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Dutch Architecture firm Marlies Rhomer has created a residential community which floats upon the IJburg Lake between Zeeburgereiland and Haveneiland in Amsterdam, Netherland. Following is some information provided by the designer, “There are two neighborhoods with floating and platform homes in the inland waterways. Waterbuurt West is a compact urban district with a density of 60 homes per hectare. The floating homes are accessed from the jetties. There is also a row of platform homes built along Dwarslaan (dike).
Given the strictly geometrical structure of the triangular allotment – created through the diagonal slicing of the basin by suspended power lines – we tried to give the plotting along the jetties the perception of a seemingly detached informal layout of water dwellings. By varying the distances between the dwellings as well as their orientation, we attempted to create a simple play of continuously varying views. This effect is enhanced by reserving considerable space between the floating homes for boats, thereby achieving a number of objectives without resorting to artifices. These objectives include a pleasant, rumbling character, water ambiance, movement, a sense of individuality, and a boat docked at home. We strive to achieve a sense of laxity and individuality in spite of the project-based approach.
The building system was designed in order for the dike homes that are suspended on pylons above the dike on the edge of the basin, to be developed in much the same way as the floating homes, thus creating uniformity throughout the area as a whole. The floating homes are supported by concrete “tubs” submerged in the water to a depth of half a storey. A lightweight supporting steel construction is built on top, which can be filled with glazing and brightly colored plastic paneling. The occupant can then later change the sides on which he desires a view or privacy. Other options include the possibility to add extensions by means of a pre-designed extension package. Sunrooms, verandas, floating terraces, awnings, etc. can be easily attached to this skeleton frame.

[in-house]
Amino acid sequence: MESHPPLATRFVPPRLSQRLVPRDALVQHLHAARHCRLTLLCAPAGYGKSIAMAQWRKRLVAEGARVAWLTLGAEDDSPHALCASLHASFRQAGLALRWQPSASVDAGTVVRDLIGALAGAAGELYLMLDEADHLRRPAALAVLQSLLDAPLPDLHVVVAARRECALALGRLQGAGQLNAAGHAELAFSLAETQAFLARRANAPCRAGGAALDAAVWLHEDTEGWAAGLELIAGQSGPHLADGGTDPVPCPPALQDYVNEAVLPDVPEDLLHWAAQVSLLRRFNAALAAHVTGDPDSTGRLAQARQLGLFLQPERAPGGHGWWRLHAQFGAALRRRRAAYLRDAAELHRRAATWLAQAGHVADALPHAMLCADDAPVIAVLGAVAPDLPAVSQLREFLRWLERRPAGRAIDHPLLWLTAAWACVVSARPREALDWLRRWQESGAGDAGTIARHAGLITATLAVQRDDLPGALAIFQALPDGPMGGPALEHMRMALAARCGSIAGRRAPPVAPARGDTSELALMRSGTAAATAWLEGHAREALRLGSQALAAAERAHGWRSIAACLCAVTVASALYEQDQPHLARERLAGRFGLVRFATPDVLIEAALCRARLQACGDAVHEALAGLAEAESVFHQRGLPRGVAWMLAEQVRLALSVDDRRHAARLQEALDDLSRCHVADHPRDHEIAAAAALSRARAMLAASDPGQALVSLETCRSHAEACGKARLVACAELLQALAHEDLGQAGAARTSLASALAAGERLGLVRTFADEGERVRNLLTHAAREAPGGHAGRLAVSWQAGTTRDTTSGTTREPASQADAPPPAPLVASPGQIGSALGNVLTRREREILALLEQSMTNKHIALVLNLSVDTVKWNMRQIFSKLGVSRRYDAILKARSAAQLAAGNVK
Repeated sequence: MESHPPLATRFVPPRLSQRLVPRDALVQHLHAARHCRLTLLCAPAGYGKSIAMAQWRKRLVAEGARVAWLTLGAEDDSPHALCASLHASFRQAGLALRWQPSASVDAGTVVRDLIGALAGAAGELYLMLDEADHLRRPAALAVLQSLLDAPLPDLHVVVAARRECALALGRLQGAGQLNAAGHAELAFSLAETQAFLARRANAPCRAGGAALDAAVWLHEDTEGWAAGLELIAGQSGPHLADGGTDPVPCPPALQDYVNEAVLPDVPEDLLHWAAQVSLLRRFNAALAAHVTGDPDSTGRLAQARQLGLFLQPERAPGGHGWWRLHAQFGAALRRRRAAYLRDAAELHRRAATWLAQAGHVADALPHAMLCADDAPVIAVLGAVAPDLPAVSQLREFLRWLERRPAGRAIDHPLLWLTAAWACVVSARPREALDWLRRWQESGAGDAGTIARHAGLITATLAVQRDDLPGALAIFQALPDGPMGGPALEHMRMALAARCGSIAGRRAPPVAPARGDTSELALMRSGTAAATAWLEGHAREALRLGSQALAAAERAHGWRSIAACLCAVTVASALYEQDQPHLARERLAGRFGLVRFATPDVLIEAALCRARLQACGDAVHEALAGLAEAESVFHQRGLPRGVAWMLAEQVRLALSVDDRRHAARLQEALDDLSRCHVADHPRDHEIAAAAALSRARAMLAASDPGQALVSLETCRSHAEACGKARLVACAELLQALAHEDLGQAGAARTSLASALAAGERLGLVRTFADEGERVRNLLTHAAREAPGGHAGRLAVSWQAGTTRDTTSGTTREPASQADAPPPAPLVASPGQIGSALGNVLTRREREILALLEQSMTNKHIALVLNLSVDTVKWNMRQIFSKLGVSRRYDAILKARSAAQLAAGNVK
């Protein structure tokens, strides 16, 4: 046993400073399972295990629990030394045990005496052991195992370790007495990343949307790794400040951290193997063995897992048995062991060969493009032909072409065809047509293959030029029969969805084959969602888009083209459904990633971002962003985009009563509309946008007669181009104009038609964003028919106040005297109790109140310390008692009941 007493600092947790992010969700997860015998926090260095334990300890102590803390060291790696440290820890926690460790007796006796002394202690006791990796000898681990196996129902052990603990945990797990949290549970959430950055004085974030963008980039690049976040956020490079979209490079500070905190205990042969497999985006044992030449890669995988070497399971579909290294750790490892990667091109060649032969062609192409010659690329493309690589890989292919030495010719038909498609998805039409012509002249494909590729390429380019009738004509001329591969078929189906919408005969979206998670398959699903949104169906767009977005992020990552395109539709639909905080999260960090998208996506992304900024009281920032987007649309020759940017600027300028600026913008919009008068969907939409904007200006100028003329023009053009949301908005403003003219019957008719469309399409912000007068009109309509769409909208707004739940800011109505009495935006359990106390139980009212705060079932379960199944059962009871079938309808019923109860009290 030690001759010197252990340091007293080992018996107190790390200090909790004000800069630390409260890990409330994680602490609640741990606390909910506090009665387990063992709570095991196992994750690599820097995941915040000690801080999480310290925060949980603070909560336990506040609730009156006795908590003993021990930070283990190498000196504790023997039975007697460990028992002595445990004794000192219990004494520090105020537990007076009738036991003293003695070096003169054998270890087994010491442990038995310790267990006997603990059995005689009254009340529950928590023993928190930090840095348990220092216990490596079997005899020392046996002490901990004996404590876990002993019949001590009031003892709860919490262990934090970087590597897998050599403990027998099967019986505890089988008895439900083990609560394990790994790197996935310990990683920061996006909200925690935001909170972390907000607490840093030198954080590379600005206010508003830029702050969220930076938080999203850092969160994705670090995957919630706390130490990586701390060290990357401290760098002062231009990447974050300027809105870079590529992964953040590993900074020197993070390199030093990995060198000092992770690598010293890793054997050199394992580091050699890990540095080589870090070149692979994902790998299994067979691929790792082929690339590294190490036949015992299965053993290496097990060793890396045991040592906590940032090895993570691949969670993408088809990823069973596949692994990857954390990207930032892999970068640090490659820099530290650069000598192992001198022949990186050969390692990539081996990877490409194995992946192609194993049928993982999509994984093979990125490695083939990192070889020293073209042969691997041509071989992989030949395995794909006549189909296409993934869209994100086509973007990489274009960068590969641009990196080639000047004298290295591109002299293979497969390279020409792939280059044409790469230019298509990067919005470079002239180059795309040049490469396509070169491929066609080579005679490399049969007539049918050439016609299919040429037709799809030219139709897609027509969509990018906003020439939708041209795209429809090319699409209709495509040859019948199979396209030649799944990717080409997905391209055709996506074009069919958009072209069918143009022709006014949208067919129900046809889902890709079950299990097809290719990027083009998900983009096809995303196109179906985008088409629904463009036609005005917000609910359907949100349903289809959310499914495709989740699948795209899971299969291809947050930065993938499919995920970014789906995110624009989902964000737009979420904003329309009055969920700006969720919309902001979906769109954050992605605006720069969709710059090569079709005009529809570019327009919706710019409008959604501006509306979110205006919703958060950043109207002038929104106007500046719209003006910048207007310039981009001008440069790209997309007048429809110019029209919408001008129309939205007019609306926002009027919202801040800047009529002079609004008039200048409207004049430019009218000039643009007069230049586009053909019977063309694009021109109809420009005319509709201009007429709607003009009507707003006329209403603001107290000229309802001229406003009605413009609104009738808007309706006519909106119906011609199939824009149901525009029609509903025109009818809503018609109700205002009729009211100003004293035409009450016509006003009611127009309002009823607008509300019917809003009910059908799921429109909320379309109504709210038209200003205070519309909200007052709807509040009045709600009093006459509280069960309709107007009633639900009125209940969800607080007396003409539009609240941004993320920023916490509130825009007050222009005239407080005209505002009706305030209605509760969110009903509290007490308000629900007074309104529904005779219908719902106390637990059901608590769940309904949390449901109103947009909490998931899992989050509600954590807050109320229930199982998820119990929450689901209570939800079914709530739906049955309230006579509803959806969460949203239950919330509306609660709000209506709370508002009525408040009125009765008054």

Differences in height between the jetty, water, and front door on the ground floor are bridged by means of a boardwalk around the home that slopes down to the water. The boardwalks also make it possible to walk around the homes – like on a boat – and have close contact with the water.
The floor plans consist of three – freely laid out – storeys. The lowest storey is partly submerged and has room for several bedrooms. The next storey is a raised ground floor that offers privacy from the jetty and the heavily trafficked waterway, but which also offers access to the terrace and the top storey, with a view of, for example, an interior patio. The layout possibilities are numerous. The top floor juts out, thereby creating two verandas at ground floor level, wonderful relaxing spots for reading a book or, in contrast, socializing.”